Not only weren’t we disappointed, we feel cheated that the people we love didn’t kidnap us and force us to go see Jay sooner. Wow!

I just followed him on Twitter (@Jay_nash) so that I would never miss an announcement of a future show. He’s also moving (or just moved?) back to the East Coast (after seven years in LA) so we should have more opportunities to fulfill our new wish.

Jay is an exceptional guitar player, both acoustic and electric. He has a powerful voice that is also incredibly clear. He writes great songs and delivers them with a passion and energy that is infectious.

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He plays a variety of styles. Last night included the softest (gorgeous) finger-picked number, a fantastic Country tune, and full-on Rock ‘N Roll (in the best tradition). He can carry the show alone (vocally and instrumentally), but he also sings amazing harmony during his set, and backing the other two guys.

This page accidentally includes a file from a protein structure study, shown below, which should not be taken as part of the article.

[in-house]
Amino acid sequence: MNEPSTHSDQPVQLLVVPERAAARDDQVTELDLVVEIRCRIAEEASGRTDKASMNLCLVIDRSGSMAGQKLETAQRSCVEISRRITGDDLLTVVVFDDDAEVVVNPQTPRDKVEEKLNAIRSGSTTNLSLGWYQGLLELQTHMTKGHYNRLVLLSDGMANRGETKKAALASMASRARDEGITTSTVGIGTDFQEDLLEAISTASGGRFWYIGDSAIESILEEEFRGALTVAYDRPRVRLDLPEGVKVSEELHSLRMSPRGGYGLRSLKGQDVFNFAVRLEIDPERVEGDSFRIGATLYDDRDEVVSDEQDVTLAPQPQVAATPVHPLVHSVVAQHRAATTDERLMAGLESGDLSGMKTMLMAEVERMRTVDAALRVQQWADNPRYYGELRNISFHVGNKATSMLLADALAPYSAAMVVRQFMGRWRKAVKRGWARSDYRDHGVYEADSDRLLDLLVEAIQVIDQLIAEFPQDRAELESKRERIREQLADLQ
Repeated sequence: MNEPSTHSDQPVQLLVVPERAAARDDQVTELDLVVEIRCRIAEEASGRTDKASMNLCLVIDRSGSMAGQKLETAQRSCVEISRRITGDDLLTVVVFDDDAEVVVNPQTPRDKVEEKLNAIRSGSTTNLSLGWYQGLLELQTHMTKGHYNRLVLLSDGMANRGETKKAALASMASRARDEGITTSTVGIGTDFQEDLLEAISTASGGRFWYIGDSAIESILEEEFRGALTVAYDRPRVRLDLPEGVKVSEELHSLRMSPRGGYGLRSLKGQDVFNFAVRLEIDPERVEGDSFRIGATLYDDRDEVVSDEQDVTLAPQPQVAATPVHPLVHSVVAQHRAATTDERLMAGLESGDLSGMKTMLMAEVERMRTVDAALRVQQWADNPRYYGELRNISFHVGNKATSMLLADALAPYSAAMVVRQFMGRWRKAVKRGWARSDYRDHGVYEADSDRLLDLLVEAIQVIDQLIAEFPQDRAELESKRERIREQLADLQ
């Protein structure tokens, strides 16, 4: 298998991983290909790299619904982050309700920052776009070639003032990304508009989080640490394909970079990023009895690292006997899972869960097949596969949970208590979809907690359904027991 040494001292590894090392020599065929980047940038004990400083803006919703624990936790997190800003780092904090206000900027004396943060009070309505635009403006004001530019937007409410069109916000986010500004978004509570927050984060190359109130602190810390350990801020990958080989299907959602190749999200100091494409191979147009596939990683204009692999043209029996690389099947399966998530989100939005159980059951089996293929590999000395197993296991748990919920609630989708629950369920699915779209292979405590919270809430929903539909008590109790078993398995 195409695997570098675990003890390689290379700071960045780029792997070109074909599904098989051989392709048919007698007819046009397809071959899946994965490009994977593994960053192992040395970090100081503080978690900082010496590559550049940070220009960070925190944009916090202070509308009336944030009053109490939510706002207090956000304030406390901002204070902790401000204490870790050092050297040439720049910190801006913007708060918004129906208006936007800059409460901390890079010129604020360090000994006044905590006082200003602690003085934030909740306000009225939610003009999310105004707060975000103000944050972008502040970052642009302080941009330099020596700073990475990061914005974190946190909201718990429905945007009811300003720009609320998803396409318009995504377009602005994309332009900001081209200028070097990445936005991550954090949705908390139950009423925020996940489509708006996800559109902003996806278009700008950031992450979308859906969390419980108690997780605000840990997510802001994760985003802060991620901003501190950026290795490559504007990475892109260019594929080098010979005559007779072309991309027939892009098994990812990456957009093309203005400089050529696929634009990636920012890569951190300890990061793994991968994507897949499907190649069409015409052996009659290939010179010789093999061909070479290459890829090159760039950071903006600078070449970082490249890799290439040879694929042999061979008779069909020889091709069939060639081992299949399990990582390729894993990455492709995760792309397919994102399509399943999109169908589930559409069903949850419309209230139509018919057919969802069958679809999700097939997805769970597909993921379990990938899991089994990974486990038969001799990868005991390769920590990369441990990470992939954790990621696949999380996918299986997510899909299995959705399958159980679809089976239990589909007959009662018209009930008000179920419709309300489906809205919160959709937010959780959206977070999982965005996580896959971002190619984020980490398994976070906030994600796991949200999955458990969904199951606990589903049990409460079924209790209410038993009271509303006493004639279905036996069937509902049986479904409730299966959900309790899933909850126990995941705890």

Jay has excellent stage presence, keeping us all amused and interested during the tunings and shuffling around on the stage.

All three were joined by a variety of band members and special guests. I would normally mention the band members here, as part of Jay’s set, but since most played with all three performers, I’ll save my comments about each until after I cover Joey and Chris as well.

The crowd wouldn’t let Jay off the stage, so the show ran longer than planned. Yay! 🙂

Joey Ryan started his set off solo, and as usual, just crushed it. After that he was joined by a combination of players (to be covered later). What never ceases to amaze me about Joey is his ability to delicately hit very high notes, but deliver such incredible power in the middle range.